January 18, 2024 | Paul Richardson
None of us is just one thing. We are each melting pots of culture, upbringing, race, education, life experience, trauma… and on and on that have been ad-mixed into us. We all defy easy or simple classification.
Yet humans have an inexplicable inclination to define other humans as friend or foe, domestic or foreign, like or unlike. Perhaps because labels give us easy handles with which to grasp who or what someone should or should not mean to us.
So, when Richard Blanco was plucked from Florida shores to become the youngest ever Inaugural Poet, as well as the first Latino, and the first homosexual to fill that role, he not only had very big shoes to fill (Maya Angelou, Robert Frost, Elizabeth Alexander), but multiple labels to answer for.
(In fact, there have only ever been six inaugural poets – and 45 presidents. President Obama at the time said he picked Branco because his “deeply personal poems are rooted in the idea of what it means to be an American.”)
But the only label that really mattered on that cold January day was “poet.” And, in response, Blanco delivered a beautiful poem (“One Today”) that celebrated the singular spirit and experience – “all of us, as vital as the one light we move through” – that binds every American under our shining sun. As all of Branco’s poetry, it was packed with rich, symbolic imagery and powerful turns of phrase.
The New York Times once summarized Blanco’s biography rather poetically: “Mr. Blanco… was conceived in Cuba, born in Spain and raised and educated in Miami, where his mother was a bank teller, his father a bookkeeper, and his grandmother — ‘abuela’ in his poems — was a looming, powerful presence.”
Educated as an engineer (because his family gave him just three career choices: doctor, lawyer, or engineer), Blanco designed bridges and roads, but soon began questioning his life choices, and turned to writing to express himself. He went back to school and got a master’s in fine arts and creative writing at FIU.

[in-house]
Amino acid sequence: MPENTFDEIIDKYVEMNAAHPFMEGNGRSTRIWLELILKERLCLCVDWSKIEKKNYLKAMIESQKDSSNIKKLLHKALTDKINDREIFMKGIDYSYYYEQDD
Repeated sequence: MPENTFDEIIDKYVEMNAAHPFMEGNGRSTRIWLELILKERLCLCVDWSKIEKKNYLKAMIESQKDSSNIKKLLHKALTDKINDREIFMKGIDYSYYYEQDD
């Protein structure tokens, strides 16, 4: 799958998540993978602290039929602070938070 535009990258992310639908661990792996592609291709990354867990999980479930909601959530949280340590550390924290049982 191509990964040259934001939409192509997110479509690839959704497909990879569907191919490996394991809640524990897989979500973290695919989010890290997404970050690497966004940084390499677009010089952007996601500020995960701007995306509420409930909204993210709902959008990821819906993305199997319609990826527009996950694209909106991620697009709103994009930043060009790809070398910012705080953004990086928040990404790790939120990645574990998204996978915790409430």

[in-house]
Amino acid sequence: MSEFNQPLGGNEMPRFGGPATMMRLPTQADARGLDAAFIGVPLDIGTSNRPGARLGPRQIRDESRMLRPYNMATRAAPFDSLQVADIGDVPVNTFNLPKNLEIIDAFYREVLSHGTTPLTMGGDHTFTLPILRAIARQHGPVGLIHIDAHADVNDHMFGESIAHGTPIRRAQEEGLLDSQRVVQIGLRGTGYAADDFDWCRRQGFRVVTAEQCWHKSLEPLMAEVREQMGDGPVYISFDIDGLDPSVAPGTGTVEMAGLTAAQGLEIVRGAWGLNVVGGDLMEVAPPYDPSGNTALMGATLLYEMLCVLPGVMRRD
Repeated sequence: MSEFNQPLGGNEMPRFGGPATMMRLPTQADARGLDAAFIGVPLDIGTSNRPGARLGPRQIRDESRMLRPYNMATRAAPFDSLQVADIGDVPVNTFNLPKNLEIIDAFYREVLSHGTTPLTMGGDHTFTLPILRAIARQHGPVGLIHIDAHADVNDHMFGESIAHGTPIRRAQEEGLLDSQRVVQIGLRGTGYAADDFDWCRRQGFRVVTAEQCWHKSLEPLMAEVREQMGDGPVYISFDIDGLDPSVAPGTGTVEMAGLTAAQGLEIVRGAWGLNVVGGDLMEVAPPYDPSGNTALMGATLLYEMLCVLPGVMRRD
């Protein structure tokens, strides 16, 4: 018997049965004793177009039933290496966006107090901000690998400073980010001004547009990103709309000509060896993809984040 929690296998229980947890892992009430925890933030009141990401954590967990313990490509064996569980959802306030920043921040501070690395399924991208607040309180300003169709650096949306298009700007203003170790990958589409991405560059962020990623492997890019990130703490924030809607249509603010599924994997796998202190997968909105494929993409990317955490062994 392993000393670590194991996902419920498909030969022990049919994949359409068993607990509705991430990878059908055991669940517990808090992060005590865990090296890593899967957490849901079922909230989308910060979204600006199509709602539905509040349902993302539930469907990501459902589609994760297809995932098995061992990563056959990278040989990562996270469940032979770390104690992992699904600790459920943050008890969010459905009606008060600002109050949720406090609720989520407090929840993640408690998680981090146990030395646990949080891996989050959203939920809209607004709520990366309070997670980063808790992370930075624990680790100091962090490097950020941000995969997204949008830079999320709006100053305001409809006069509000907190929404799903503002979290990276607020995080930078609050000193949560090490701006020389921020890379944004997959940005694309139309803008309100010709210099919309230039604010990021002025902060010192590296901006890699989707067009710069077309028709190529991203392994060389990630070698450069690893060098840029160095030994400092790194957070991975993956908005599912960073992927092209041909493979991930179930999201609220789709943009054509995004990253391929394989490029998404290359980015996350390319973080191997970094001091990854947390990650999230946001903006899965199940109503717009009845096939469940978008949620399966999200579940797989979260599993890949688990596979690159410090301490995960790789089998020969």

His first collection of poetry, “City of a Hundred Fires,” took the 1997 Agnes Lynch Starrett Poetry Prize, a prestigious literary award for a first full-length book of poetry. Teaching offers and work in academia followed, though his work in engineering continued for another decade or so.
Multiple collections of poems and two memoirs followed that. As did a play and a musical.
Throughout all of his work, Blanco has said he explores the universal questions we ask ourselves: “Where am I from? Where do I belong? Who am I in this world?” And he answers with poems that are brimming with vivid phrases that, if, unceremoniously plucked from their proper context, still read like haikus or wise pearls:
love can be simple
as a mother remembering to pack sodas and sandwiches
I’m not the one
I’ve curated on Instagram
I should still be eight years old
dazzled by seashells and how many seconds
I hold my breath underwater
the bare oaks
branching into the sky like nerve endings
inches away from the frozen stars
the sun is a dollop of honey and raining
light on the sea glinting diamond dust
Mortar mixed thick with anger, each brick laid
heavy with revenge
I could choose eternity, it would be here:
aging with the moon, enduring in the space
between every grain of sand, in the cusp
of every wave and every seashell’s hollow.
the dissected flesh of the fruit
slithering like molten gold through our fingers
Richard Blanco is many things: author, poet, playright, recipient of 2021 National Humanities Medal, professor, Woodrow Wilson Fellow, Education Ambassador for The Academy of American Poets, Poet Laureate of Miami-Dade County, Cuban-American, Floridian, Down-Easter. And he will bring all of these things in the melting pot that is himself when he reads and speaks, as part of Festival Boca’s Authors & Ideas series, on March 7.